OMAHA, Neb. (KMTV) — A select group of athletes from the Omaha PACE program, which teams at risk youth up with police officers through sport, had the opportunity this week to learn from some of the best soccer coaches in the world.
The players, aged eight through ten, are learning from coaches at Glasgow Rangers FC, one of the top professional soccer teams in Europe. The group learned drills meant for more experienced players.
"Basically these kids are the top-tier kids in the 8, 9, 10-year old group and we ask the coaches to send us their best kids because at the end of the day not only do we want these kids to learn some of the top skills in the world but to be able to pass that on to their local team," said Officer Antonio Espejo from the Omaha Police Gang Unit and a liaison between PACE and the Omaha Police Department. "One kid told one of our recruiters I finally get my chance. Just the level of training these coaches provide is probably something these kids would not have seen."
While many of the top soccer camps in Omaha can be expensive, this camp is free to all participants.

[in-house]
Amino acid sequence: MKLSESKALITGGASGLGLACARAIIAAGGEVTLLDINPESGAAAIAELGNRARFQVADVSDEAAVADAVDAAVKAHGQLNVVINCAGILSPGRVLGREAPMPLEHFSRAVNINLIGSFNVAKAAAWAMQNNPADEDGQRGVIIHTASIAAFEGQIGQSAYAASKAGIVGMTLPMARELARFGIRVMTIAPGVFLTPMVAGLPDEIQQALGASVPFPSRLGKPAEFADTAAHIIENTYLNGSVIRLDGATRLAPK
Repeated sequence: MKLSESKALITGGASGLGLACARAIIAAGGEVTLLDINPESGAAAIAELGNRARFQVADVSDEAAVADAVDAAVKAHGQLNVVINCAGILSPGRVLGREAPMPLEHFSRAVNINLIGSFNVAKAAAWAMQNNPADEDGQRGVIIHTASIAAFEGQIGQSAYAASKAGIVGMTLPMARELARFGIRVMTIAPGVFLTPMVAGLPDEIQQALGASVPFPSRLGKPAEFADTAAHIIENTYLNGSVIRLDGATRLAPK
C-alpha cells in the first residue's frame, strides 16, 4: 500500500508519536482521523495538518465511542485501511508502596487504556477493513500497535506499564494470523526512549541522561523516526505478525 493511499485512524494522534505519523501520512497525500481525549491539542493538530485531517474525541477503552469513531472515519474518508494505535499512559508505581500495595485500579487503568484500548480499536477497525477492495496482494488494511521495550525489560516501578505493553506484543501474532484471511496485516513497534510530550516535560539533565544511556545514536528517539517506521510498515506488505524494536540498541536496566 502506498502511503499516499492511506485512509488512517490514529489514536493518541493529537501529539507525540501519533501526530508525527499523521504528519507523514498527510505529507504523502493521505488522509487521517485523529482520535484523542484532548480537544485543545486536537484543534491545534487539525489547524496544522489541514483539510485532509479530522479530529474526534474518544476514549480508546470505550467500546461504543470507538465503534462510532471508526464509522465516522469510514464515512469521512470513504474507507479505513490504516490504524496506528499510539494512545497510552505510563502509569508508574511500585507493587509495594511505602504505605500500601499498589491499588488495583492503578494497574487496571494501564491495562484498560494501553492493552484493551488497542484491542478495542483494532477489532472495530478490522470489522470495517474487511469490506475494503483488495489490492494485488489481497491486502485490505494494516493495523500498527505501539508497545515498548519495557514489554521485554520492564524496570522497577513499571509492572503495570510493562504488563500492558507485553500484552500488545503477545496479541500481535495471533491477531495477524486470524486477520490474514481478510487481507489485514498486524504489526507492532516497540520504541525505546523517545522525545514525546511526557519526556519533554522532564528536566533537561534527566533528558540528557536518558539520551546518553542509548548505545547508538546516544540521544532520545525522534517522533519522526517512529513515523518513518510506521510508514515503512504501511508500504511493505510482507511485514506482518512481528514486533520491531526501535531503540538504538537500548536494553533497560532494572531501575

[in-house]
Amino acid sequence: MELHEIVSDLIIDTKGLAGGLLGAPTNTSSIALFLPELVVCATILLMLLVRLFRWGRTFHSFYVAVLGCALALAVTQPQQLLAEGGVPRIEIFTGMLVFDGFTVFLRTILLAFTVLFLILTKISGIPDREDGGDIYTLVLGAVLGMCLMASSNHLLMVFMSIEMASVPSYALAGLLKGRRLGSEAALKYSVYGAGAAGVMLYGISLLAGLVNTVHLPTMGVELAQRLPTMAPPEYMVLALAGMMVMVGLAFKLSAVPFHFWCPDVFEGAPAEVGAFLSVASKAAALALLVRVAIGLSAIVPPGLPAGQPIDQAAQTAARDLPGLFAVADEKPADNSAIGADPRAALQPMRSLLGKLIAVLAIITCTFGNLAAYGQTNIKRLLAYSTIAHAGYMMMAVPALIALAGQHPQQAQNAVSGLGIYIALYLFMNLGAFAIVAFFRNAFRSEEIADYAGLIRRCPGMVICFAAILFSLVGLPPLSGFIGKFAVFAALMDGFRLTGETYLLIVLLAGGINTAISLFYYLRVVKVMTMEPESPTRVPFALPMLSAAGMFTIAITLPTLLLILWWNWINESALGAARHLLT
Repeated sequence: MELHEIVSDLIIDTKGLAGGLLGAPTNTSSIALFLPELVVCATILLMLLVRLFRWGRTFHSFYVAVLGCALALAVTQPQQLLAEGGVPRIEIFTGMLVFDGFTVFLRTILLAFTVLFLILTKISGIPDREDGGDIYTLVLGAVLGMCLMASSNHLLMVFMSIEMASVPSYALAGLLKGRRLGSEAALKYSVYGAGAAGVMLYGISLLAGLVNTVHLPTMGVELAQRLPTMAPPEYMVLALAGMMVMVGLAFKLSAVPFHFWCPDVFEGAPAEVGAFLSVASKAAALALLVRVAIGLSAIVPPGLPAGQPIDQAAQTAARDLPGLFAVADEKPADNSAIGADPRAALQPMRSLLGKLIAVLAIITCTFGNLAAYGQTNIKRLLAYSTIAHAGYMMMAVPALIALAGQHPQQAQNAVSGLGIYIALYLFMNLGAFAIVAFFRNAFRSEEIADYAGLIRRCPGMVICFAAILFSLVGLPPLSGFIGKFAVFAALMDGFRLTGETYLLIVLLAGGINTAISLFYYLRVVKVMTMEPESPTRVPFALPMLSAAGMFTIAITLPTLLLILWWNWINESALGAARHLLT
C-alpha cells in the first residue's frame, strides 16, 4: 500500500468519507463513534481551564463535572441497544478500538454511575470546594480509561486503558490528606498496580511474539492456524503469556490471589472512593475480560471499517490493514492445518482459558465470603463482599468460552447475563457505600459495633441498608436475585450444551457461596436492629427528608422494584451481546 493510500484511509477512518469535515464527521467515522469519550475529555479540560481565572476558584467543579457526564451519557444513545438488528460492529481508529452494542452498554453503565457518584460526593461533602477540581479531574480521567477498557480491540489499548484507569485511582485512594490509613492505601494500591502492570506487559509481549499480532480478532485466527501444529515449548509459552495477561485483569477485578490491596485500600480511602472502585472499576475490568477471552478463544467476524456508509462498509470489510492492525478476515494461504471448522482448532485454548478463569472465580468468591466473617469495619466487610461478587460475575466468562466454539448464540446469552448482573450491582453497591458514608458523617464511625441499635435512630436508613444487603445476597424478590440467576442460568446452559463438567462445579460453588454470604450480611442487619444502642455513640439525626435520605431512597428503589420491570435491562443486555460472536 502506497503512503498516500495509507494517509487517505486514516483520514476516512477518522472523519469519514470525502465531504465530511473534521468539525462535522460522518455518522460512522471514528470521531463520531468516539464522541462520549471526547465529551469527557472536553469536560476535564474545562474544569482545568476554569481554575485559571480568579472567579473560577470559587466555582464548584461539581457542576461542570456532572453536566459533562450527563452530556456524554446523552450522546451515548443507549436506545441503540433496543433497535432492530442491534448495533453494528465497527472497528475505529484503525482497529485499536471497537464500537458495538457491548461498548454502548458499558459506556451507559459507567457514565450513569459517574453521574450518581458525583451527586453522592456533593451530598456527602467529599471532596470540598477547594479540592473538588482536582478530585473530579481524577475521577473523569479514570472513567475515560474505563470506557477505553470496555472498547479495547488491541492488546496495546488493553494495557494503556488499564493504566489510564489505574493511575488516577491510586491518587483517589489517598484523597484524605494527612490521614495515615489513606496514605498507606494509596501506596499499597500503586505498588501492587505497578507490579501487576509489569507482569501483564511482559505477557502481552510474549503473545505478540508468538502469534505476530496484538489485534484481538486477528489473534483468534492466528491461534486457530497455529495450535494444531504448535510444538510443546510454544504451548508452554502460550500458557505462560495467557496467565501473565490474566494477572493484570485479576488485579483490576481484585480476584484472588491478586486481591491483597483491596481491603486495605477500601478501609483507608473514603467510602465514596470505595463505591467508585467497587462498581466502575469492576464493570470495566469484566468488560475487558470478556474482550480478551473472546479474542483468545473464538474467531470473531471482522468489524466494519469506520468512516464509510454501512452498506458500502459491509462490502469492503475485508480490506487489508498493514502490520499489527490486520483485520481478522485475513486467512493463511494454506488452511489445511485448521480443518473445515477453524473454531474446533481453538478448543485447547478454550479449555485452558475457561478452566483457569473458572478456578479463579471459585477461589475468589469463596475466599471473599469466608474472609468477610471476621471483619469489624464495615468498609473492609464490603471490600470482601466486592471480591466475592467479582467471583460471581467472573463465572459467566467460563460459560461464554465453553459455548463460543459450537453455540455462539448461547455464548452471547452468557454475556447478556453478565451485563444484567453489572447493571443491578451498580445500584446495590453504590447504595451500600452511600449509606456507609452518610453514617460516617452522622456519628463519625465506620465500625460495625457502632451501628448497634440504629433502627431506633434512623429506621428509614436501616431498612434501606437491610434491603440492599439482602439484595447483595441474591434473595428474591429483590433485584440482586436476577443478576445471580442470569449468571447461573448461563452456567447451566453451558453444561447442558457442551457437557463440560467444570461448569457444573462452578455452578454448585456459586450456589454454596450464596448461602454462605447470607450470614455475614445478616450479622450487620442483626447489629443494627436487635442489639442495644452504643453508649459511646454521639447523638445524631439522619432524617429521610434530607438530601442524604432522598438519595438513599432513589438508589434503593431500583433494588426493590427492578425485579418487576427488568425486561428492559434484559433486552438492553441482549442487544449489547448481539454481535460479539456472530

"If you put this camp anywhere else in Omaha these kids would not be able to afford it," Espejo said. "These kids would not have this opportunity otherwise."
"I think it's awesome for the kids just to get a perspective of soccer from a different country," said Graeme Eaglesham, an assistant coach at Bellevue University and an instructor at the camp. "I think it's awesome for the kids to get that chance when they wouldn't have gotten it otherwise."
Eaglesham was a fan of Rangers FC growing up and got PACE organizers in contact with the club's international coaching department. Though college coaches frequently help out at camps, Eaglesham said this group of athletes were different than the usual camp attendees.
"I think they're a little bit hungrier, they have a little bit more bite about them and a little more work ethic and you can see it when you coach them, it's a bit more rewarding when they know they're getting an opportunity and they're eager to grasp it," Eaglesham said.
"The opportunity is what they make of it and it's up to them if they want to learn but they've been really receptive so far," said Aaron Fitzsimons, a coach with Rangers FC.
"It's really good," said Emilio Lopez, a fourth grader attending the camp. "I just like it. I have challenges when I play."
Some of the kid's parents work multiple jobs meaning it's tough to pick up their kids from camp so the PACE officers pick up and drop off the kids every morning.
"Their skin in the game is to bring the appropriate equipment and wait outside their house to be picked up and give 110-percent all week," Espejo said. "We want them to get better but more importantly take the skills they learn with us and bring them back to their own teams."
Not only are the kids benefiting from the professional coaches. PACE relies heavily on volunteer coaches, so the Rangers FC coaches are running a free coaching for them so they can be better coaches for PACE programs.
For more on Omaha PACE, head to their website.